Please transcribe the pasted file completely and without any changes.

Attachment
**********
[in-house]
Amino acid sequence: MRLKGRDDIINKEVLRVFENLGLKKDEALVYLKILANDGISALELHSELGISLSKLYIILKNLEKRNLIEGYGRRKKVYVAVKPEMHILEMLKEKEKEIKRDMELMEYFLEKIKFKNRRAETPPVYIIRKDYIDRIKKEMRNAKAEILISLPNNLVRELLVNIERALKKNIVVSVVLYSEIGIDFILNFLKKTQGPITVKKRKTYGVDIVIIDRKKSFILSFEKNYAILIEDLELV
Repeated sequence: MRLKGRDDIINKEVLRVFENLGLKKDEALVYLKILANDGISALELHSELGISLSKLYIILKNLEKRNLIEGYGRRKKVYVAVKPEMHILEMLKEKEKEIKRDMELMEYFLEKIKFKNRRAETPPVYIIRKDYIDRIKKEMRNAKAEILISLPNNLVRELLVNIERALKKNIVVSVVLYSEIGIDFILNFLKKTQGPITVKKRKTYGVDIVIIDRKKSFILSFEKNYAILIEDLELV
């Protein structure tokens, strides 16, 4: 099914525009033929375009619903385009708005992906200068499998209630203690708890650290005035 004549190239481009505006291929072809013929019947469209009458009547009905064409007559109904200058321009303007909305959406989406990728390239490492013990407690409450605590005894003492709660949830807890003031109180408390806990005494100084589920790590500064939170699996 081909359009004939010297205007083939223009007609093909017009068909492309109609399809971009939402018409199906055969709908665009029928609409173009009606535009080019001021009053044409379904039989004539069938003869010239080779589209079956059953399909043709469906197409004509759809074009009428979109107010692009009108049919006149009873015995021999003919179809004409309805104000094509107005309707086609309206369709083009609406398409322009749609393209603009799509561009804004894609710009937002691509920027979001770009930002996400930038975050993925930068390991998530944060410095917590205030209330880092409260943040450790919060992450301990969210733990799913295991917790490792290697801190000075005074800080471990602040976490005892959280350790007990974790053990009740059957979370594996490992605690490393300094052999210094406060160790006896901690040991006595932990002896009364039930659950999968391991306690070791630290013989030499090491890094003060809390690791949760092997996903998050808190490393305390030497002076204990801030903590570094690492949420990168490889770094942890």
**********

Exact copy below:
[in-house]
Amino acid sequence: MRLKGRDDIINKEVLRVFENLGLKKDEALVYLKILANDGISALELHSELGISLSKLYIILKNLEKRNLIEGYGRRKKVYVAVKPEMHILEMLKEKEKEIKRDMELMEYFLEKIKFKNRRAETPPVYIIRKDYIDRIKKEMRNAKAEILISLPNNLVRELLVNIERALKKNIVVSVVLYSEIGIDFILNFLKKTQGPITVKKRKTYGVDIVIIDRKKSFILSFEKNYAILIEDLELV
Repeated sequence: MRLKGRDDIINKEVLRVFENLGLKKDEALVYLKILANDGISALELHSELGISLSKLYIILKNLEKRNLIEGYGRRKKVYVAVKPEMHILEMLKEKEKEIKRDMELMEYFLEKIKFKNRRAETPPVYIIRKDYIDRIKKEMRNAKAEILISLPNNLVRELLVNIERALKKNIVVSVVLYSEIGIDFILNFLKKTQGPITVKKRKTYGVDIVIIDRKKSFILSFEKNYAILIEDLELV
């Protein structure tokens, strides 16, 4: 099914525009033929375009619903385009708005992906200068499998209630203690708890650290005035 004549190239481009505006291929072809013929019947469209009458009547009905064409007559109904200058321009303007909305959406989406990728390239490492013990407690409450605590005894003492709660949830807890003031109180408390806990005494100084589920790590500064939170699996 081909359009004939010297205007083939223009007609093909017009068909492309109609399809971009939402018409199906055969709908665009029928609409173009009606535009080019001021009053044409379904039989004539069938003869010239080779589209079956059953399909043709469906197409004509759809074009009428979109107010692009009108049919006149009873015995021999003919179809004409309805104000094509107005309707086609309206369709083009609406398409322009749609393209603009799509561009804004894609710009937002691509920027979001770009930002996400930038975050993925930068390991998530944060410095917590205030209330880092409260943040450790919060992450301990969210733990799913295991917790490792290697801190000075005074800080471990602040976490005892959280350790007990974790053990009740059957979370594996490992605690490393300094052999210094406060160790006896901690040991006595932990002896009364039930659950999968391991306690070791630290013989030499090491890094003060809390690791949760092997996903998050808190490393305390030497002076204990801030903590570094690492949420990168490889770094942890």